Measure 27 Gets Backed by A Beatle Jeff Brady PORTLAND, OR 2002-10-24 (OPB Radio) - Backers of a measure to require labels on genetically engineered food have gotten a boost from Former Beatle Paul McCartney. He's recorded the group's first radio commercial, which started airing Thursday. McCartney's on a cell phone and the sound is kind of scratchy, but Measure 27's supporters are very excited to have the former Beatle on their side. Paul McCartney: Hi, this is Paul McCartney here and I'm calling to show my support for Yes on 27 the resolution to label genetically engineered food. McCartney was in Portland last week for a concert. He contacted some Measure 27 supporters who asked him to record the radio commercial. Paul McCartney: Back in Europe we have that choice. Our food is labeled and it hasn't increased any costs for the consumer or the farmer The ad will run on radio stations throughout the state, but backers say not as often as their opponents' ads are airing. Those opposed to Measure 27 have a lot more money. Backers also received a boost from an Oregon State University report that analyzed the cost of the measure. OSU Economics Professor Bill Jaeger concluded that opponents' had severely overestimated how much Measure 27 would cost the government and consumers. Bill Jaeger: I think they're highly exaggerated and I don't think they come from, what I would consider to be an authoritative or carefully done economic analysis. Jaeger found a family of four would spend between 12 and 40 dollars a year more on food if the measure passes. That's much less than the 550 dollars a year Measure 27's opponents estimate. While opponents were not available to comment on tape, they did say Jaeger's estimates are lower because he's interpreting the language in the measure too narrowly. They contend the measure's language is so broad that the labeling requirement would apply to things the sponsors never intended such as restaurant food. Jaeger admits the language in Measure 27 is vague on some issues including the restaurant question. One of Measure 27's sponsors, Katelyn Lord, says the proposal will not apply to restaurants if it passes. Lord says she and her co-petitioner will fight any effort to include restaurants. Katelyn Lord: Anyone who's coming in and saying, We think that you should interpret it this way would have a very, very high hill to climb, legally. And I don't know who has an interest in doing that. I have not met one person who has an interest in doing that. The Oregon legislature and the state Department of Agriculture will have the final say over the scope of the measure if it passes. Meanwhile state officials are investigating allegations that a Corvallis food cooperative may have violated state election law by giving its customer discounts if they worked to pass Measure 27. A member of the co-op filed the complaint after learning customers working on the campaign were being given a 15-percent discount. It's difficult to say how voters are leaning on Measure 27. Nationally, polls show people support labeling GE food. But two local polls conducted by newspapers and TV stations indicated mixed results on the measure.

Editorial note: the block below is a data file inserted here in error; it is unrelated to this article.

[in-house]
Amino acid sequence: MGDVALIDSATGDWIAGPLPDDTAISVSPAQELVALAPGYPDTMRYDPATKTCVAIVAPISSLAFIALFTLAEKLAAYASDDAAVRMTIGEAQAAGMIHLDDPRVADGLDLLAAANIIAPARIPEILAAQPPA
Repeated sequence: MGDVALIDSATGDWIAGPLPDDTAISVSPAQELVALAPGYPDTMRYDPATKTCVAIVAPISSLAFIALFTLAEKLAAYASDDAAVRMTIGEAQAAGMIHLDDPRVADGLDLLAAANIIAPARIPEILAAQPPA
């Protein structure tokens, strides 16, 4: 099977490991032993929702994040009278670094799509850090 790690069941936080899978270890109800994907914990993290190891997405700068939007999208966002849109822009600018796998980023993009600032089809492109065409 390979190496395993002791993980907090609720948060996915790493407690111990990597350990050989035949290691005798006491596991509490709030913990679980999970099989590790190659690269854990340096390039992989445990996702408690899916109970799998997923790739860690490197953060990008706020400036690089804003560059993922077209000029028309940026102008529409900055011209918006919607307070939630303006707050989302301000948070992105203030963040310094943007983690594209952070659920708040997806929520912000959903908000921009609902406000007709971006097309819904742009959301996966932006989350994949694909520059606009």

Monday, July 14, 2014
CS>Fw: Paul McCartney + Measure 27: The Movie!:
Posted by JOlmsted at 10:10 AM